Bursitis occurs when a bursa is irritated from frequent pressure and it becomes inflamed. Due to the location close the Achilles tendon, Achilles bursitis is often mistaken for tendinitis. Achilles bursitis is a common overuse injury in runners, ice skaters and other athletes.
Overtraining in a runner (eg, excessive increases in miles or intensity). Tight or poorly fitting shoes that, because of a restrictive heel counter, exert excessive pressure on the posterior heel and ankle
Haglund deformity, causing impingement between the increased posterior superior calcaneal prominence and the Achilles tendon during dorsiflexion. More recent research suggests that a misaligned subtalar joint axis (measured in terms of joint inclination and deviation) in relation to the Achilles tendon can result in an asymmetrical force load on the tendon, disrupting normal biomechanics. This altered joint axis is associated with an increased risk for Achilles pathologies, including bursitis.
Symptoms include pain at the back of the heel, especially when running uphill or on soft surfaces. There will be tenderness and swelling at the back of the heel which may make it difficult to wear certain shoes. When pressing in with the fingers both sides are the back of the heel a spongy resistance may be felt.
If heel pain has not responded to home treatment, X-rays may be ordered. These images can show deformities of the heel bone and bone spurs that have developed at the attachment of the Achilles. If there is swelling and/or pain that is slightly higher and within the Achilles tendon itself, an MRI may be ordered to determine if the tendon is simply inflamed or if there is a chronic tear on the tendon. Aspiration and lab tests. If a septic bursitis is highly suspected, a doctor may perform an aspiration, removing fluid from the bursa with a needle and syringe. In addition to relieving pressure and making the patient more comfortable, it provides a fluid sample that can be tested for infection.
Non Surgical Treatment
So what can you do to alleviate this type of pain in the foot? If the bursitis pain is occurring on the toes, bunion or back of the heel area the smart money would be on eliminating the shoes that seem to aggravate the condition. Eliminating these shoes may not in itself clear up the problem but you can be sure that if you continue to wear the offending shoes nothing you or your doctor do will permanently ?fix? the problem. A recurring theme that I use throughout this site that if you put an abnormally shaped foot in a dressy shoe it is literally the same as trying to put a square peg in a round hole, it will not fit. OK, so you threw away those dressy shoes and the foot still hurts, now what? Depending on the severity of the pain, over the counter anti-inflammatory medication may do the trick. The key here is to take the medication on an ongoing basis, according to the directions on the package to build up therapeutic blood levels. Assuming you can tolerate this type of medication, along with alternative treatments you can try). take the medication for 10-14 days. Stop if the symptoms have not dramatically improved. Icing the area during this period may also help reduce the symptoms.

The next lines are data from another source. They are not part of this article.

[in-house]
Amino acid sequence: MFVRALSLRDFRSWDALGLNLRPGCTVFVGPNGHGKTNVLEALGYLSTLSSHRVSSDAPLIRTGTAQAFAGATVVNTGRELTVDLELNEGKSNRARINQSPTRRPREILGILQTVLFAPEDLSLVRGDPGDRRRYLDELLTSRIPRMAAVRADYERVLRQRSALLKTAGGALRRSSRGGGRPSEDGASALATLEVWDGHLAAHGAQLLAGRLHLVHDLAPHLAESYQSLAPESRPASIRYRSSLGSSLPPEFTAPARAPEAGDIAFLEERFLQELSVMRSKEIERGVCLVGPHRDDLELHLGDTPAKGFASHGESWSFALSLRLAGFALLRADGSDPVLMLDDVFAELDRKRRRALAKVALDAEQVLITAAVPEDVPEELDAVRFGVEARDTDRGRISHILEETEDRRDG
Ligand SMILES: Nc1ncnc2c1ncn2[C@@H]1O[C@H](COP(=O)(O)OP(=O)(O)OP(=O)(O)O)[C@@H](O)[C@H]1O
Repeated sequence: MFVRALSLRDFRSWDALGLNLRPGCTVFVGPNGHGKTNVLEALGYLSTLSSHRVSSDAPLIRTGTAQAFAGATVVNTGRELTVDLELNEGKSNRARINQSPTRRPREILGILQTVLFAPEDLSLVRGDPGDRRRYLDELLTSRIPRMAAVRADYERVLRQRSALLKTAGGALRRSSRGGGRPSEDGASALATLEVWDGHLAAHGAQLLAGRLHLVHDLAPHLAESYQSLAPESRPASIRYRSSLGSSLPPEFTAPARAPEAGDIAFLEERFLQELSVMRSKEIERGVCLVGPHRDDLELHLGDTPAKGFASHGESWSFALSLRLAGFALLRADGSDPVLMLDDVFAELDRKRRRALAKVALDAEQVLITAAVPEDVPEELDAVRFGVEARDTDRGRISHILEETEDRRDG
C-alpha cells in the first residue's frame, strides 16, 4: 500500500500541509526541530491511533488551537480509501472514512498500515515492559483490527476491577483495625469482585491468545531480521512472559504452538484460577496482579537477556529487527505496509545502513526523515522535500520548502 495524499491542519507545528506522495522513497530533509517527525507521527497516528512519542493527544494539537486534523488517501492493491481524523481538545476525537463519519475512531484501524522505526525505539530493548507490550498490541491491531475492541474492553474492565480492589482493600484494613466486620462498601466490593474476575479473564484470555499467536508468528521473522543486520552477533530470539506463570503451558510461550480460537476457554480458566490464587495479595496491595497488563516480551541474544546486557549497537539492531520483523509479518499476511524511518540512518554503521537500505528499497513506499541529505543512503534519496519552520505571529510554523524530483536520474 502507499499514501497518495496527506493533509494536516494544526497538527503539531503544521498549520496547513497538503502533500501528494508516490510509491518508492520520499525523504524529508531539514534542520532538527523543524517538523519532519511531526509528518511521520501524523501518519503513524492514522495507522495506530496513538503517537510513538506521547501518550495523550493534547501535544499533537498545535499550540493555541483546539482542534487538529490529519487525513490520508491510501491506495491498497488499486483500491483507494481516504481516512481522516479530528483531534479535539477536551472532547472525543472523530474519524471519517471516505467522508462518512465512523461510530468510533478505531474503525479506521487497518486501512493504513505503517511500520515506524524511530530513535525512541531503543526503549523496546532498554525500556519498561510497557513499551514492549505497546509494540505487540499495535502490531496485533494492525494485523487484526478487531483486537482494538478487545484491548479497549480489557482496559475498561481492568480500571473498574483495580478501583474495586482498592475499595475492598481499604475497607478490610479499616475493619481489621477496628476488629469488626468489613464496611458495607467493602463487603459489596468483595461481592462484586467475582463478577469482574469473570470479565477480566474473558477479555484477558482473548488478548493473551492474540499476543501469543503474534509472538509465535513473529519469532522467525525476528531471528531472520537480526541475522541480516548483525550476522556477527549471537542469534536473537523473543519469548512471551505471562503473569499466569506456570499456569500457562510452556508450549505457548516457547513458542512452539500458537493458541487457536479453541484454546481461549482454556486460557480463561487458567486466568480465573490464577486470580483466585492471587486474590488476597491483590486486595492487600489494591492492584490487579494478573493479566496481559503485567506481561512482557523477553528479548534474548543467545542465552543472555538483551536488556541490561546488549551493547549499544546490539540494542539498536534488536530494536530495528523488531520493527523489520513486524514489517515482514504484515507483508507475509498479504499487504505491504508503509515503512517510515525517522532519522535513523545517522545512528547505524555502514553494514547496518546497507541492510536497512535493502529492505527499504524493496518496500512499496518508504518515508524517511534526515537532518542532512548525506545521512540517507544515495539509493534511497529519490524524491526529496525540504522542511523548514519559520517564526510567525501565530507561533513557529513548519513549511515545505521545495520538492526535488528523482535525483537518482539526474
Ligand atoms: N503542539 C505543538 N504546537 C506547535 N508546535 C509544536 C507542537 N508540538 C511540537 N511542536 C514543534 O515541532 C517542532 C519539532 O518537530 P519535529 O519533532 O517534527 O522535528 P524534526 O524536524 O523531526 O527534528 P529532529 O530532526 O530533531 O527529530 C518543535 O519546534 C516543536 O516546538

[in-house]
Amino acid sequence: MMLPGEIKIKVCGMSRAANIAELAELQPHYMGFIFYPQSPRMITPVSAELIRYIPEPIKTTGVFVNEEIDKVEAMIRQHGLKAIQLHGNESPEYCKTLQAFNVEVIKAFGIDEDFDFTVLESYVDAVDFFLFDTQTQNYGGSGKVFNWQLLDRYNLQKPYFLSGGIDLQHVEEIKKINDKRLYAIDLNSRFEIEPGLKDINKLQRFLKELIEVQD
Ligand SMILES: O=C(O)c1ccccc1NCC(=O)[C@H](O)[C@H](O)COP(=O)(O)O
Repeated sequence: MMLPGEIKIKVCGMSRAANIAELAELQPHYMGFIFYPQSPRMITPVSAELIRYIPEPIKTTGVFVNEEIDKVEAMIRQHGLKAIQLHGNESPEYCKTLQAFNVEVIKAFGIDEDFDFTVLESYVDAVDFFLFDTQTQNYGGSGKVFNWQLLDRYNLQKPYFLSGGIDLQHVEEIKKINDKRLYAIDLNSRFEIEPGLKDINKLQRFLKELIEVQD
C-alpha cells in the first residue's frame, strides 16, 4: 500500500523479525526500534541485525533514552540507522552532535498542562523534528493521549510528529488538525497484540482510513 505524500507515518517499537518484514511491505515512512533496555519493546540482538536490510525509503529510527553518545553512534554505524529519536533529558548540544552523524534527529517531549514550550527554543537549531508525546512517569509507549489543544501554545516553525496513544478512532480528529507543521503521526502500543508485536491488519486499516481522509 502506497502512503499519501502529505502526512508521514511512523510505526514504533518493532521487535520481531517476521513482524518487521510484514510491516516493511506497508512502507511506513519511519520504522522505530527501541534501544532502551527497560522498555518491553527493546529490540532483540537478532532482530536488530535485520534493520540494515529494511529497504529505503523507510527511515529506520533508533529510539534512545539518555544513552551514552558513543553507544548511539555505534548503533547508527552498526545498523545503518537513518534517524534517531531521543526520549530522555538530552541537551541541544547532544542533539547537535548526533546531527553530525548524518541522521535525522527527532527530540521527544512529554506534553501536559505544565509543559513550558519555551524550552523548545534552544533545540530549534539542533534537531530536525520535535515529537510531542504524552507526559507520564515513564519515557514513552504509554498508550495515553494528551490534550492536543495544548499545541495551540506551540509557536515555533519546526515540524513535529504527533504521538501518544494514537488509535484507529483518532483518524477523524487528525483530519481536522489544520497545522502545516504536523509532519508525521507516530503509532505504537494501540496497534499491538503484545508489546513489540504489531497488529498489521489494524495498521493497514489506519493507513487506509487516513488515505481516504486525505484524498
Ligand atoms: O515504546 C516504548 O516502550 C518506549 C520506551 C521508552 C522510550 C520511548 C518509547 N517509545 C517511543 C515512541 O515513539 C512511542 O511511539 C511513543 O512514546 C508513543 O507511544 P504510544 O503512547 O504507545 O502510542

Only if non-surgical attempts at treatment fail, will it make sense to consider surgery. Surgery for retrocalcanel bursitis can include many different procedures. Some of these include removal of the bursa, removing any excess bone at the back of the heel (calcaneal exostectomy), and occasionally detachment and re-attachment of the Achilles tendon. If the foot structure and shape of the heel bone is a primary cause of the bursitis, surgery to re-align the heel bone (calcaneal osteotomy) may be considered. Regardless of which exact surgery is planned, the goal is always to decrease pain and correct the deformity. The idea is to get you back to the activities that you really enjoy. Your foot and ankle surgeon will determine the exact surgical procedure that is most likely to correct the problem in your case. But if you have to have surgery, you can work together to develop a plan that will help assure success.